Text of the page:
Reader reviews and comments on The Brief Wondrous Life of Oscar Wao, plus links to write your own review.

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The Brief Wondrous Life of Oscar Wao

A Novel

by Junot Diaz

The Brief Wondrous Life of Oscar Wao
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  • First Published:
    Sep 2007, 352 pages
    Sep 2008, 352 pages

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Book Reviewed by:
Lucia Silva

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There are currently 4 reader reviews for The Brief Wondrous Life of Oscar Wao
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miki (01/25/11)

good except....
This is a very good book but I could not enjoy it at all. there was way too much cursing and I understand that it is a part of the"book's emotion" but if cursing every page is a problem as it is for me than its not possible to enjoy. Also if you can not understand Spanish than this book may become a little confusing and you will not be able to enjoy the full effect and powerfulness of the text. And many told me that our group can relate to this book and if your life is not remarkably tragic,are hispanic,or a complete outcast then you can not relate to this book.The only way I can relate is partially to his obsession with anime. I was honestly looking forward to reading this because of how a teacher described it( it could not be read at that time because a parent did not approve of the foul language and now i can see why) but now I feel a distance from myself and the people I know who enjoyed the book, luckily there aren't many I'm close to.
Ali_BL (07/21/08)

Fantastic novel, not too happy about how dominican men are portrayed
This book is well written, smart, funny and unpretentious, and it has one of the few endings that have made me cry, ever. Unlike other books where you are built up and feel disappointed about the lack or originality in which the story unfolds, this book keeps you interested until the last page (though the title suggest what will happen).

I loved how the story was told by and unexpected person and loved learning the story of the whole family rather than just the main character, as it gives you and idea of how they became what they were and why so unusual it is to find a person like Oscar in it.

It does, however, have a bittersweet taste for me as a Dominican (born, raised and living in the DR) given that it portrays Dominican men to be insensitive and compulsive cheaters, being Wao himself the only exception. Again he is a "nerd", and that is unusual to find (as said in the book) amongst Dominican men.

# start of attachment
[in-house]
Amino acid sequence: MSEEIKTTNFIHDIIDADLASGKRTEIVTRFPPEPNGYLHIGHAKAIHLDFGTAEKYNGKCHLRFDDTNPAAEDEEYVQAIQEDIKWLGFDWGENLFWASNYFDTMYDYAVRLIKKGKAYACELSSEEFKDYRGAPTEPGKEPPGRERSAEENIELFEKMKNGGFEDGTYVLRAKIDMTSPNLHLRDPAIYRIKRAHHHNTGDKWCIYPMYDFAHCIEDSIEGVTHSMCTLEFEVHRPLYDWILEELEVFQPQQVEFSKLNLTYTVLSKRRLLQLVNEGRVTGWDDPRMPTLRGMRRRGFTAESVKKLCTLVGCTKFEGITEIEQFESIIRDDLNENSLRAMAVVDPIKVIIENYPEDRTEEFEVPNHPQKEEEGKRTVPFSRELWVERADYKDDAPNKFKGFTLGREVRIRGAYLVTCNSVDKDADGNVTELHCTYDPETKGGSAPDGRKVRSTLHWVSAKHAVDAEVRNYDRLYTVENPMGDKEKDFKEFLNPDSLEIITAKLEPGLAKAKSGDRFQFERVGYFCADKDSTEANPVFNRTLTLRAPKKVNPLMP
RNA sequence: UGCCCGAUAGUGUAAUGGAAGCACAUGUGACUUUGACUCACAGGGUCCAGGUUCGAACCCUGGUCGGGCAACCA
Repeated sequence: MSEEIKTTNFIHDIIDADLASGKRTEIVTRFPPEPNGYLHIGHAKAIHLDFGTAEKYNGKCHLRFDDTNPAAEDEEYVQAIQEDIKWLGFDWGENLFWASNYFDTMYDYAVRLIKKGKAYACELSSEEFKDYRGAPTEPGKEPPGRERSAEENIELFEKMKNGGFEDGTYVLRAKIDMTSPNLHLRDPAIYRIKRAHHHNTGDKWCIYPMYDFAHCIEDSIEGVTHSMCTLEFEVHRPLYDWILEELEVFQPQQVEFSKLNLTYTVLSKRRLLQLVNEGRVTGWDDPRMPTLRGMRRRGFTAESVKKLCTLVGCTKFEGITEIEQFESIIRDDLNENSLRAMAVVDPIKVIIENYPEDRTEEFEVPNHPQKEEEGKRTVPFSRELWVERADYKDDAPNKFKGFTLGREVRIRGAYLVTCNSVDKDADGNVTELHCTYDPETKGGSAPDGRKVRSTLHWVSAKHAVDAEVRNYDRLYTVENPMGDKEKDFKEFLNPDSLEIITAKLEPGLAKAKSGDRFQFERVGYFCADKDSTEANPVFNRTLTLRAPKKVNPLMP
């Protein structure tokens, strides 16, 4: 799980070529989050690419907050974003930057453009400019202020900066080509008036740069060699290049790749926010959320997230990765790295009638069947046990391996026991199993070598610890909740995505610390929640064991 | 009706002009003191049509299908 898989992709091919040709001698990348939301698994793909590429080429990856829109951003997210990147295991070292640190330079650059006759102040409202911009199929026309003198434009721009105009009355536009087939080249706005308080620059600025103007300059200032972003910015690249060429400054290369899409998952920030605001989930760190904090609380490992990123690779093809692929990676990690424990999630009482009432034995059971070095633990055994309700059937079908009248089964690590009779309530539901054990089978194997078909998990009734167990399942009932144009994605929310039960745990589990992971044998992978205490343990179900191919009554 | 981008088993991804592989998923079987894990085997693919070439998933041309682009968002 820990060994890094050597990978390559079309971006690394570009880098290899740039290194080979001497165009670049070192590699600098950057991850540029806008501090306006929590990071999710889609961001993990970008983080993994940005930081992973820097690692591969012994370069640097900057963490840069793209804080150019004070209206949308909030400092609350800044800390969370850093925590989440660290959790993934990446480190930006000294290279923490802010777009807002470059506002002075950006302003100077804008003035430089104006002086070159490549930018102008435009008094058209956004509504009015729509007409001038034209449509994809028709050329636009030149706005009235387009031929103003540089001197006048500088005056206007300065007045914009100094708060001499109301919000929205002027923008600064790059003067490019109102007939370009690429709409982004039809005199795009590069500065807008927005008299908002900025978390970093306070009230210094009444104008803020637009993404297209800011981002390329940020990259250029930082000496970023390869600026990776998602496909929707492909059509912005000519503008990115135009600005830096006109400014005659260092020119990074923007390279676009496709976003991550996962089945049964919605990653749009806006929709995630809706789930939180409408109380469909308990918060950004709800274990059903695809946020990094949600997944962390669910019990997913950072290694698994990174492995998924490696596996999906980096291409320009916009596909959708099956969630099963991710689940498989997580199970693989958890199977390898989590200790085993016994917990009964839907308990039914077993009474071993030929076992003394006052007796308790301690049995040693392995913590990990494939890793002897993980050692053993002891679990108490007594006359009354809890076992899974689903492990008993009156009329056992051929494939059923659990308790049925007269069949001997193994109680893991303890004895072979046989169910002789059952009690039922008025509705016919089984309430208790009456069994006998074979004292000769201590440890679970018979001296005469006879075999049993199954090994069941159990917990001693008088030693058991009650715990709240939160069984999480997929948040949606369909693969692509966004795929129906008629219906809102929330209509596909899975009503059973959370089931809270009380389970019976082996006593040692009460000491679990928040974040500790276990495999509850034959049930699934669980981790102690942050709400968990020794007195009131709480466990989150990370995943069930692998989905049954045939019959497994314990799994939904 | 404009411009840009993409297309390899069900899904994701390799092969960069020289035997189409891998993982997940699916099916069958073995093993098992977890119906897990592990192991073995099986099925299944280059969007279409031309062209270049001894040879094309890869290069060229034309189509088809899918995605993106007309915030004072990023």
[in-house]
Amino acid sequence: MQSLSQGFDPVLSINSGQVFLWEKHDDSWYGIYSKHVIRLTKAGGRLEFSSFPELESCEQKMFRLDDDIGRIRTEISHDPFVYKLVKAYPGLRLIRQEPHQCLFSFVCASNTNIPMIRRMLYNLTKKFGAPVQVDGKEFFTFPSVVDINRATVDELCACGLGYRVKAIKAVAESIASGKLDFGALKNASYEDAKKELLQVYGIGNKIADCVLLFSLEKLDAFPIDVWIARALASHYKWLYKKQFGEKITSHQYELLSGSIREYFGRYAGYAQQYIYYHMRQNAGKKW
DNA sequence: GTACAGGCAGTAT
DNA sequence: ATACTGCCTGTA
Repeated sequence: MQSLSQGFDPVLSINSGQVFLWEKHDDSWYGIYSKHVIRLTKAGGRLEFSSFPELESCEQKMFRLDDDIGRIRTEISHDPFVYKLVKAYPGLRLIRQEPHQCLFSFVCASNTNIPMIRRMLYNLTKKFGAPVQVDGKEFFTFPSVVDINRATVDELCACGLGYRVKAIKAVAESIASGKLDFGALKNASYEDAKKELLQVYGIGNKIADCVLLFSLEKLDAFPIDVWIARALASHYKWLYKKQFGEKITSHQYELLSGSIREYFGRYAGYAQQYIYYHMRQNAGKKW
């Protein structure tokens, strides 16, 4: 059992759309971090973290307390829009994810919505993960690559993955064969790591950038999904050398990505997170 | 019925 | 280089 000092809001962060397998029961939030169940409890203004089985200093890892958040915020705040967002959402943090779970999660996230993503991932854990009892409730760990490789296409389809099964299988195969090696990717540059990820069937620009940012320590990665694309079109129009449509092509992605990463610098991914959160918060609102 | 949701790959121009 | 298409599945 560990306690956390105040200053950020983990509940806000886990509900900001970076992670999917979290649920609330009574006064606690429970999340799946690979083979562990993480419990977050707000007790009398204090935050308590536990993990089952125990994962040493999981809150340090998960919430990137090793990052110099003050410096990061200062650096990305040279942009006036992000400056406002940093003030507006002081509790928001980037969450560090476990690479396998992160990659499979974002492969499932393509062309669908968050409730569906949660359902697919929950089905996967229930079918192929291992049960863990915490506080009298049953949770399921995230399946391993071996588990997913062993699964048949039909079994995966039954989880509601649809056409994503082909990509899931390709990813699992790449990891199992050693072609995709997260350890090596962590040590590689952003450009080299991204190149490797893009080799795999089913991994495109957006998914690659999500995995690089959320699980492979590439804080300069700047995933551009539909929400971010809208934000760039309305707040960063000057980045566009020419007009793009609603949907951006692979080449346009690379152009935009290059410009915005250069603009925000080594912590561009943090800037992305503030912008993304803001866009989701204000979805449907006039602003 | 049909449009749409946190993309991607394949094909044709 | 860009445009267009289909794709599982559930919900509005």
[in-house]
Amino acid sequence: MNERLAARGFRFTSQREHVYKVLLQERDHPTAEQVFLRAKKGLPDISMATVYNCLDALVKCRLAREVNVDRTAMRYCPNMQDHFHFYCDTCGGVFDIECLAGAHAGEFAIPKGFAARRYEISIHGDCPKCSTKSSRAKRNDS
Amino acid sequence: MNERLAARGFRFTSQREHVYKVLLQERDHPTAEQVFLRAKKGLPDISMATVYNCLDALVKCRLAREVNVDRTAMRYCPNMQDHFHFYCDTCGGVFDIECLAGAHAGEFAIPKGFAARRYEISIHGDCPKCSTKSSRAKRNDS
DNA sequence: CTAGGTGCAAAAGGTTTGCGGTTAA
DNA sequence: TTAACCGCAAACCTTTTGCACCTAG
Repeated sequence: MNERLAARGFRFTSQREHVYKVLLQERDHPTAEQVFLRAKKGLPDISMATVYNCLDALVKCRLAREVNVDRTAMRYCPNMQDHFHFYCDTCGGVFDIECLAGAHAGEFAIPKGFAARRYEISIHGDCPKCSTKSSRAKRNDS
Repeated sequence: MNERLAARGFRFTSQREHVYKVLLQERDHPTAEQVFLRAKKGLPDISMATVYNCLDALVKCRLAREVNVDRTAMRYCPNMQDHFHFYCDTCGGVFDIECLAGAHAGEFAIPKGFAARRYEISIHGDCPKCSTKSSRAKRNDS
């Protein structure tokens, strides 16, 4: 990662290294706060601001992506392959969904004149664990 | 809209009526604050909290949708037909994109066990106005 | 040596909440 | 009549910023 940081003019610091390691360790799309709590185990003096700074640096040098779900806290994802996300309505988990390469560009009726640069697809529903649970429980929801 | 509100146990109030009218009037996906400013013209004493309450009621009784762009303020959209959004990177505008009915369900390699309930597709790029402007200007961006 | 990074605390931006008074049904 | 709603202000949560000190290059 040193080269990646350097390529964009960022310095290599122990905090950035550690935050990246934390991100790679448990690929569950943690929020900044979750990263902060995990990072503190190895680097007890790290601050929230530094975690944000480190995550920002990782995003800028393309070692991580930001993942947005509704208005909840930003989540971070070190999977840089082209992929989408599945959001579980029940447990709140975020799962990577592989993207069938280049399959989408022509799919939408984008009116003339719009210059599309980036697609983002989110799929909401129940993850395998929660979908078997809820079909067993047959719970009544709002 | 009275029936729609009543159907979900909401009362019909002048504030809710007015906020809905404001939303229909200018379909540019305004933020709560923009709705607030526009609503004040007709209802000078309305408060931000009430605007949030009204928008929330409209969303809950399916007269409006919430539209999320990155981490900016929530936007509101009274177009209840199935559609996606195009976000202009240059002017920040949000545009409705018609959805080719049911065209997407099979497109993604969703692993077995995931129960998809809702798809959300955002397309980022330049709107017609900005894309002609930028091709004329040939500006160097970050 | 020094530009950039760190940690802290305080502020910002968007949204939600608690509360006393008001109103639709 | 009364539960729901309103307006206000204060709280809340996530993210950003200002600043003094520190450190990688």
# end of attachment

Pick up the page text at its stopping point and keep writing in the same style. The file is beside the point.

In conclusion, very recommended, I will surely read this book again.
Power Reviewer Kim (04/13/08)

Deserving of the hype.
What an odd book! It’s without doubt one of the most unusual novels I’ve ever read. I think I did like it, more or less, and I recommend reading it. It’s so different, though, that it left me unsure for awhile as to how I felt about it. I’m sure, though, it’ll stick with me a long time, and it motivated me enough to read other works by this author.

The book’s description doesn’t provide a good idea of what it’s actually about. The jacket makes the reader think it’ll be a coming-of-age story, with the protagonist being a nerdy New York boy from the Dominican Republic. Some of it is, in fact, just that. There’s a lot more to this novel, however. There’s quite a lot of Dominican Republic history here, as well as the stories of Oscar’s mother and sister, as narrated by another individual (who isn’t revealed until about halfway through the book). The plot jumps around a lot, although the divisions are clear enough that it’s easy to follow the plot line. It was entertaining, and in places chuckle-out-loud funny.

The author slips in a lot of Spanish, and as someone who knows very little Spanish, I found this frustrating. He also included numerous fantasy references. If you’re not familiar with Star Wars, Lord of the Rings, and other classics of this genre, you may feel lost.

Overall, though, a fantastic novel. Very original.
J. Arnold (10/08/07)

Provocative voices and enthralling history
Diaz's first novel, after his short story collection Drown, is an exciting entry in the growing list of Caribbean literature. Diaz tells the story of the unlucky - in so many ways - Oscar de Leon through multiple voices, detailing the fuku that appears to curse's family. Each one of these voices tells Oscar's sad story, but also the modern history of the Dominican Republic and Dolinicians in The United States. The voice of the main narrator - Yunior, a collegiate friend and tormentor of Oscar - is brilliant. Using a fast-talking, Spanish-sprinkling, name-dropping, pop-culture-referenced voice, Yunior draws the reader into Oscar and his family; the reader is also drawn into the 30 year rule of the country's dictator, which shapes Oscar's fate as Oscar and his mother are linked to Oscar's grandfather - an early victim of the dictator. The book, by a young, emerging author, is enthralling and enjoyable!
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